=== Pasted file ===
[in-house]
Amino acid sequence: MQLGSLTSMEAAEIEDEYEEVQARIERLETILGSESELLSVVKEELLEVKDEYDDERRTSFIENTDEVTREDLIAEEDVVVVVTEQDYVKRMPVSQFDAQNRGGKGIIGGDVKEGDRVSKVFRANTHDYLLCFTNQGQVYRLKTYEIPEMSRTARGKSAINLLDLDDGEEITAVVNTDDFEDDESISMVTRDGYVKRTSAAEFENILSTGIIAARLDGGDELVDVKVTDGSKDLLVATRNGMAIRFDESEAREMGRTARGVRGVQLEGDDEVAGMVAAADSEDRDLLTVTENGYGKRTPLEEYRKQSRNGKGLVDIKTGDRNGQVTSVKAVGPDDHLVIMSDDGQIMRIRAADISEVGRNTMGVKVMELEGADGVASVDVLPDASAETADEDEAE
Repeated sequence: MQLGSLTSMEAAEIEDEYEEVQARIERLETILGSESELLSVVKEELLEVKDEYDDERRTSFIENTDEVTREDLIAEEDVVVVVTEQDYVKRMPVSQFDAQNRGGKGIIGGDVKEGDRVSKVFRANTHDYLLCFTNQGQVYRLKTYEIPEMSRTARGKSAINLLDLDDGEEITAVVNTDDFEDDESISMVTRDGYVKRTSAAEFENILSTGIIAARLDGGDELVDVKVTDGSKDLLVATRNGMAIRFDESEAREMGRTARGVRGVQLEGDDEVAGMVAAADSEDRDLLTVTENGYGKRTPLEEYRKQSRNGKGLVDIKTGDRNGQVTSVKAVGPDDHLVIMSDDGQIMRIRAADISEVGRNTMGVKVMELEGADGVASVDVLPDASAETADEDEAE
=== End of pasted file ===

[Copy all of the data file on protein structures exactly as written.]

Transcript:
[in-house]
Amino acid sequence: MQLGSLTSMEAAEIEDEYEEVQARIERLETILGSESELLSVVKEELLEVKDEYDDERRTSFIENTDEVTREDLIAEEDVVVVVTEQDYVKRMPVSQFDAQNRGGKGIIGGDVKEGDRVSKVFRANTHDYLLCFTNQGQVYRLKTYEIPEMSRTARGKSAINLLDLDDGEEITAVVNTDDFEDDESISMVTRDGYVKRTSAAEFENILSTGIIAARLDGGDELVDVKVTDGSKDLLVATRNGMAIRFDESEAREMGRTARGVRGVQLEGDDEVAGMVAAADSEDRDLLTVTENGYGKRTPLEEYRKQSRNGKGLVDIKTGDRNGQVTSVKAVGPDDHLVIMSDDGQIMRIRAADISEVGRNTMGVKVMELEGADGVASVDVLPDASAETADEDEAE
Repeated sequence: MQLGSLTSMEAAEIEDEYEEVQARIERLETILGSESELLSVVKEELLEVKDEYDDERRTSFIENTDEVTREDLIAEEDVVVVVTEQDYVKRMPVSQFDAQNRGGKGIIGGDVKEGDRVSKVFRANTHDYLLCFTNQGQVYRLKTYEIPEMSRTARGKSAINLLDLDDGEEITAVVNTDDFEDDESISMVTRDGYVKRTSAAEFENILSTGIIAARLDGGDELVDVKVTDGSKDLLVATRNGMAIRFDESEAREMGRTARGVRGVQLEGDDEVAGMVAAADSEDRDLLTVTENGYGKRTPLEEYRKQSRNGKGLVDIKTGDRNGQVTSVKAVGPDDHLVIMSDDGQIMRIRAADISEVGRNTMGVKVMELEGADGVASVDVLPDASAETADEDEAE